Postmodern classic?

Tuesday, August 22, 2006

'Perverse of the Converse', or the price of Hypocrisy

The Converse of an argument, not to be confused with Converse shoes, is not the exact opposite of an argument, but the inference of that argument if it is reversed. For more, see the referenced Wikipedia article.

The converse argument is important to me, as it sort of represents the direction my line of thinking has traveled over these past few years. Not to bore you with all that, my stultifying boring and navel-gazing psychodramatic analyses, I'll try to focus on political arguments.

I had a funny conversation with some family members the other night about 'fascism', which has to be one of the most overused and underdefined words in contemporary English. Somehow it's okay to call Bush one, but not head-chopping Arabs focused on restoring some half-baked delusions of a religious-based 7th century dominion. Being so cheapened by rhetorical excess, the shock and shame that one should associate with something like 'fascism' has predictably diminished. So I grasped the converse argument, that if politically braindead people are still using 'fascist' as invective, then it must be a good thing. By being called a 'fascist', this must mean you are a focus of hate for the like of such impotent activistists (not a misspelling), or equivalent political representatives. If these people dislike you, then you must be doing something right. You not only reject their argument, but their assumptions and inferences. What else are they misleading you about?

As you can see, this is not restricted to those who scream 'fascism' at everyone who disagrees with them. This starts to get problematic when you consider other portions of the emotive criticism that certain people fling at their opponents. Epithets like 'racist' seem to no longer hold the definition of 'apartheid-like supremacists bent on maintaining their rule by oppressive violence' but fast approach the popular joke that a racist is merely 'a conservative who won an argument with a liberal'. What a 'Liberal' is I'll have to hold back to later, now is not the time for a discussion of 17th and 18th century British economic philosophers.... but it's the same principle (Anti-semitism is another, but don't have time for Mel Gibson and Hezbollah this evening, thanks for asking).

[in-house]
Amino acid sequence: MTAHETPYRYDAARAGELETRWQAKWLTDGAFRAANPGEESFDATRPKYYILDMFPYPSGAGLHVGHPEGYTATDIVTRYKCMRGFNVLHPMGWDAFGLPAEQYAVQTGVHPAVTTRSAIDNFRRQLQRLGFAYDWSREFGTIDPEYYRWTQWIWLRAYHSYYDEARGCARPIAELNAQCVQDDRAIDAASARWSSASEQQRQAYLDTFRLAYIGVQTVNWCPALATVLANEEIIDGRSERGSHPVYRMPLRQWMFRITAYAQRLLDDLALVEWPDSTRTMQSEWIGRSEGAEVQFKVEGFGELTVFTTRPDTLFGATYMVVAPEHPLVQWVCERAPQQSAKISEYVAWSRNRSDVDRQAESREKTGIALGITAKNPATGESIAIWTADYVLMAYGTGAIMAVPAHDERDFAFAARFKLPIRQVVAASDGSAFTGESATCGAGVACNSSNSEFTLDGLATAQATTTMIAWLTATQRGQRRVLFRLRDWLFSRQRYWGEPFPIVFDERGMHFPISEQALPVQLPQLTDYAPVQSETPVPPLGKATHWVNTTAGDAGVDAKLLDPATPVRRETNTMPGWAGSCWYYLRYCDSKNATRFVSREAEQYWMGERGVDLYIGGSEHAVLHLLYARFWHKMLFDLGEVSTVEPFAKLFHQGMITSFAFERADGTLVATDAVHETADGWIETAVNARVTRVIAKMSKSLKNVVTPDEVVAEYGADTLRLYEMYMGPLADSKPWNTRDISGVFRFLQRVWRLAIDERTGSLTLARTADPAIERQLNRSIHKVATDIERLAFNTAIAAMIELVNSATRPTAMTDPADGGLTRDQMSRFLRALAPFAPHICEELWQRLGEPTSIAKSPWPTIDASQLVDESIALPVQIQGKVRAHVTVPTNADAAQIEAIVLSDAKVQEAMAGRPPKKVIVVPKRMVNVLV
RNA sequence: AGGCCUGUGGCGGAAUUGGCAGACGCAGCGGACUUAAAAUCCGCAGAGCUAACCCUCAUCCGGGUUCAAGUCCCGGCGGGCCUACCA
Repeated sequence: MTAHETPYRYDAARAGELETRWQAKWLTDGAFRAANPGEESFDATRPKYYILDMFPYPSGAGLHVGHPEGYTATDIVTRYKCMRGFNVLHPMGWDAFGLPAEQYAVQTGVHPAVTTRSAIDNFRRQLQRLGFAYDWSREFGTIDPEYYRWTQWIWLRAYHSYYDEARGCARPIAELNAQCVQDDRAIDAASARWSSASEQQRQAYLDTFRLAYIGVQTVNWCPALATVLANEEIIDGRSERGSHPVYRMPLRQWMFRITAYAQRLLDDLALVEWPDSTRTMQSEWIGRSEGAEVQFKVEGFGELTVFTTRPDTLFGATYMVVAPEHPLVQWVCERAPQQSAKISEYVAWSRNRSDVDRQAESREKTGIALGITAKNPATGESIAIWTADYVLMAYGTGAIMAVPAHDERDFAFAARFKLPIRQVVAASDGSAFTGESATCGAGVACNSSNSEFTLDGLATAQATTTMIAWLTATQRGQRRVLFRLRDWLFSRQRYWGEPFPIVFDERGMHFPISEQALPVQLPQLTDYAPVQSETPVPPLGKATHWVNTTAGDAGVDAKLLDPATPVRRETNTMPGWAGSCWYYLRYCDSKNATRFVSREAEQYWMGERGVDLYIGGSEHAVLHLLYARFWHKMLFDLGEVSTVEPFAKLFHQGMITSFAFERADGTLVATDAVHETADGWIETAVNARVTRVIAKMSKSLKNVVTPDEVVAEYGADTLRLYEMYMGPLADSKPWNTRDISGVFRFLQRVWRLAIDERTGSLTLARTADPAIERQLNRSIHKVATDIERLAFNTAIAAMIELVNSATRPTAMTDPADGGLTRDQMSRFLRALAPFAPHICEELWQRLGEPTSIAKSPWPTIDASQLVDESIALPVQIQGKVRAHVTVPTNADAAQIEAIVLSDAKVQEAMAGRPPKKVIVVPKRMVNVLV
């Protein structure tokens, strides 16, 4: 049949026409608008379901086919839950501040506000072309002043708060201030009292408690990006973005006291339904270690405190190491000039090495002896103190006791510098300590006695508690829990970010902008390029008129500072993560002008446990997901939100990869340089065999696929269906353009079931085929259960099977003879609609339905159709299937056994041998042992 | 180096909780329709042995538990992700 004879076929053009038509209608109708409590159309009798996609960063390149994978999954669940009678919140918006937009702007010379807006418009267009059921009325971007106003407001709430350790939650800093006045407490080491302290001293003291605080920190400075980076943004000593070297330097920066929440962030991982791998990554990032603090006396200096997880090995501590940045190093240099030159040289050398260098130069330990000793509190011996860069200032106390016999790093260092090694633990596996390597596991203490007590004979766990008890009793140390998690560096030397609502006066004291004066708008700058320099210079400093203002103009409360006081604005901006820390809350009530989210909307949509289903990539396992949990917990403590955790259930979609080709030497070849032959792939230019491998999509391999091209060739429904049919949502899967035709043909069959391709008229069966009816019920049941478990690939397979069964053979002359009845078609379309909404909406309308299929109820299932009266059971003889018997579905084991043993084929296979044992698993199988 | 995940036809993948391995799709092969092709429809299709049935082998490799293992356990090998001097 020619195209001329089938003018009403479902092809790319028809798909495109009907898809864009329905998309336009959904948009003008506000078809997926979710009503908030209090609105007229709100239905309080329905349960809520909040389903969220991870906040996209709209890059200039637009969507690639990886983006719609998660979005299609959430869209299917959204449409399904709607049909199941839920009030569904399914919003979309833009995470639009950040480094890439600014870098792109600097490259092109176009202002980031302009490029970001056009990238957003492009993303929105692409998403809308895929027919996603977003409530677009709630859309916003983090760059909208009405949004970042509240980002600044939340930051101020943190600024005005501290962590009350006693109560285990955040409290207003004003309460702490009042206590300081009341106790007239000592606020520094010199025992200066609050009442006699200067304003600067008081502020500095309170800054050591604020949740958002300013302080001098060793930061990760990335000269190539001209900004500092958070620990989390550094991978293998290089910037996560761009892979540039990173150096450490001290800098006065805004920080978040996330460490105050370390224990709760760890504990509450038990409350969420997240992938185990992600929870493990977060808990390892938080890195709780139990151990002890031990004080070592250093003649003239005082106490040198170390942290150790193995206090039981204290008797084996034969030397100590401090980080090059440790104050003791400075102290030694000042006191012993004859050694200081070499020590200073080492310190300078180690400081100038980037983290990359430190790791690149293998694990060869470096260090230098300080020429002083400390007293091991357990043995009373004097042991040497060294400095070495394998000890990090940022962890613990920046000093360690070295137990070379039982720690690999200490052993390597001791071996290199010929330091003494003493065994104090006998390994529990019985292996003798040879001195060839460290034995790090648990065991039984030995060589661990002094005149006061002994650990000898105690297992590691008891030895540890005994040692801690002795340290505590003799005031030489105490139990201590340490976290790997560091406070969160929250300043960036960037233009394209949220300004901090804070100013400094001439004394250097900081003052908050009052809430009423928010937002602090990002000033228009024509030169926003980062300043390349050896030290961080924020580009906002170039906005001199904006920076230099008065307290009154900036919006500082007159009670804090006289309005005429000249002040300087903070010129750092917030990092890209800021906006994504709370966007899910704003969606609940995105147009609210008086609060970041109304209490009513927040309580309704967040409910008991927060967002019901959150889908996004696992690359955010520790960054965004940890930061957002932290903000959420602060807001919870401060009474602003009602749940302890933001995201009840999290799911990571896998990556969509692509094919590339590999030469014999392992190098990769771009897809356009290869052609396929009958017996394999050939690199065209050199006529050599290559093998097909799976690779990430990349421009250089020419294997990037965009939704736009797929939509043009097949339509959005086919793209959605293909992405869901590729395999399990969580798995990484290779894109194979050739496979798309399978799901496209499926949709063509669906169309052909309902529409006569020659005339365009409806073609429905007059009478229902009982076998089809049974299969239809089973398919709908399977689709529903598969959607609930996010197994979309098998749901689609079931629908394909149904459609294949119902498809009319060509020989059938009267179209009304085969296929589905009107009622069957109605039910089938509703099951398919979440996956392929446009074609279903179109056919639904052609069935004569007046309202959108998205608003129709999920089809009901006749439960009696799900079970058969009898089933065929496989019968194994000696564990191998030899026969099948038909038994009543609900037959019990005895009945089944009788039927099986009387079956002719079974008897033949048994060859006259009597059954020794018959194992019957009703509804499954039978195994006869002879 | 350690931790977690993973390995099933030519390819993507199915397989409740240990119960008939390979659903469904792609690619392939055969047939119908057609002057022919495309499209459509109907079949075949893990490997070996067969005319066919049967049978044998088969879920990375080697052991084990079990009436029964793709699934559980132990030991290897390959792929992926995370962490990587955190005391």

The people constantly using these epithets are only barely veiling their sophistric hypocrisy, or unwillingness to fairly argue. 'Anti-war' is another favorite. I think 'on the other side' is a little more accurate, such as the case of Orwells' conclusion that those who were anti-war during WW2 must therefore be objectively pro-fascist (in the true sense of the word). I know quite a few readers will object to that, even if they know I'm not questioning their patriotism or free speech. Most also know that the military man with a classic perspective realizes that to maintain peace, one must be willing to wage war. A temporary cessation of hostilities is never static from the military POV.

Obviously, it's harder to sit down and formulate a rational critique. So much easier to yell some inflammatory rhetoric, as those who frequent here know quite well I am also prone to at times. But if only we can step back from this and have an honest dialogue... and with some (if not most) people, we can. Witnessing the radicals in our midst, from both sides even though I focus the majority of my contempt for those of the left, we must condemn them for cheapening the dignity of this process and polarizing the national debate.

Words mean something. Save them for the appropriate time. Maybe some day they'll mean something again.


  • My solution is to avoid reading or listening to them, except maybe to monitor their growth or decline in influence. Arguing with them is boring from an intellectual standpoint, and only gets your blood boiling if you take them seriously. Actually, it’s impossible to really engage them, because they seem incapable of digesting a viewpoint that is not on their extreme side or the other. Let the freaks on either side of the aisle scream at eachother (which is all they really want to do), and seek out the grownup conversation.


    By Anonymous Anonymous, at 8:13 AM  

Post a Comment

<< Home